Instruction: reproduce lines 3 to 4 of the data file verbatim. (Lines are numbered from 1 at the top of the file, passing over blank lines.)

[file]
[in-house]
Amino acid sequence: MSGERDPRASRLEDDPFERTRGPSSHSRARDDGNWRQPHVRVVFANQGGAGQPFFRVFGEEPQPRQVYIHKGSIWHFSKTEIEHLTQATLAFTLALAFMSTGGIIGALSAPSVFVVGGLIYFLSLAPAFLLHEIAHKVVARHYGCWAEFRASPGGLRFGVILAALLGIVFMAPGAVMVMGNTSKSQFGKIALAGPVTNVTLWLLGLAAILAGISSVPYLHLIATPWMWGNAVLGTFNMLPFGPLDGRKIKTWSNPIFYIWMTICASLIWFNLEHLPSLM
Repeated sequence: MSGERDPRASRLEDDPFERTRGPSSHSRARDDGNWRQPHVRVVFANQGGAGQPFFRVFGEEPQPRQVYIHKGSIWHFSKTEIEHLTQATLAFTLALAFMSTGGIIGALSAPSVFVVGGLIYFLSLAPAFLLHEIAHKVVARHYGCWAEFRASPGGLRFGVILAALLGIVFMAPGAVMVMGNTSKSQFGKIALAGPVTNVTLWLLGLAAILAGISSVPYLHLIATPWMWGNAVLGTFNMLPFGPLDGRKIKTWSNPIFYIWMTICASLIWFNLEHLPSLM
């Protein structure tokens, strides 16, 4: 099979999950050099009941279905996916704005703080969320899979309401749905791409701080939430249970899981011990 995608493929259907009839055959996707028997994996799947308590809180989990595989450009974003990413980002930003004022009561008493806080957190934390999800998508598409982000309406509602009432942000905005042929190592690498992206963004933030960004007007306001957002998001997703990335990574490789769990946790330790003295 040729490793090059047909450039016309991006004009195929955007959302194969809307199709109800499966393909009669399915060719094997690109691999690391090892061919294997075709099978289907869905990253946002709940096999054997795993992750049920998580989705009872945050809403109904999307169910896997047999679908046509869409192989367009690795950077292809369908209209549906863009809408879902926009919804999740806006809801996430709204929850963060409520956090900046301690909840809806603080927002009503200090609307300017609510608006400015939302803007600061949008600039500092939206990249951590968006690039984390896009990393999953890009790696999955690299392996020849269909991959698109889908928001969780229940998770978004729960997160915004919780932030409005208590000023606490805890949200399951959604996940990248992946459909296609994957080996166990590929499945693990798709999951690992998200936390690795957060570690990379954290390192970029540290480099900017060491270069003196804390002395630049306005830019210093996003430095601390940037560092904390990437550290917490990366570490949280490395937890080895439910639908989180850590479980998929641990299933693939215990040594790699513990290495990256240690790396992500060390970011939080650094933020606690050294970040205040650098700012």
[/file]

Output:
Repeated sequence: MSGERDPRASRLEDDPFERTRGPSSHSRARDDGNWRQPHVRVVFANQGGAGQPFFRVFGEEPQPRQVYIHKGSIWHFSKTEIEHLTQATLAFTLALAFMSTGGIIGALSAPSVFVVGGLIYFLSLAPAFLLHEIAHKVVARHYGCWAEFRASPGGLRFGVILAALLGIVFMAPGAVMVMGNTSKSQFGKIALAGPVTNVTLWLLGLAAILAGISSVPYLHLIATPWMWGNAVLGTFNMLPFGPLDGRKIKTWSNPIFYIWMTICASLIWFNLEHLPSLM
């Protein structure tokens, strides 16, 4: 099979999950050099009941279905996916704005703080969320899979309401749905791409701080939430249970899981011990 995608493929259907009839055959996707028997994996799947308590809180989990595989450009974003990413980002930003004022009561008493806080957190934390999800998508598409982000309406509602009432942000905005042929190592690498992206963004933030960004007007306001957002998001997703990335990574490789769990946790330790003295 040729490793090059047909450039016309991006004009195929955007959302194969809307199709109800499966393909009669399915060719094997690109691999690391090892061919294997075709099978289907869905990253946002709940096999054997795993992750049920998580989705009872945050809403109904999307169910896997047999679908046509869409192989367009690795950077292809369908209209549906863009809408879902926009919804999740806006809801996430709204929850963060409520956090900046301690909840809806603080927002009503200090609307300017609510608006400015939302803007600061949008600039500092939206990249951590968006690039984390896009990393999953890009790696999955690299392996020849269909991959698109889908928001969780229940998770978004729960997160915004919780932030409005208590000023606490805890949200399951959604996940990248992946459909296609994957080996166990590929499945693990798709999951690992998200936390690795957060570690990379954290390192970029540290480099900017060491270069003196804390002395630049306005830019210093996003430095601390940037560092904390990437550290917490990366570490949280490395937890080895439910639908989180850590479980998929641990299933693939215990040594790699513990290495990256240690790396992500060390970011939080650094933020606690050294970040205040650098700012």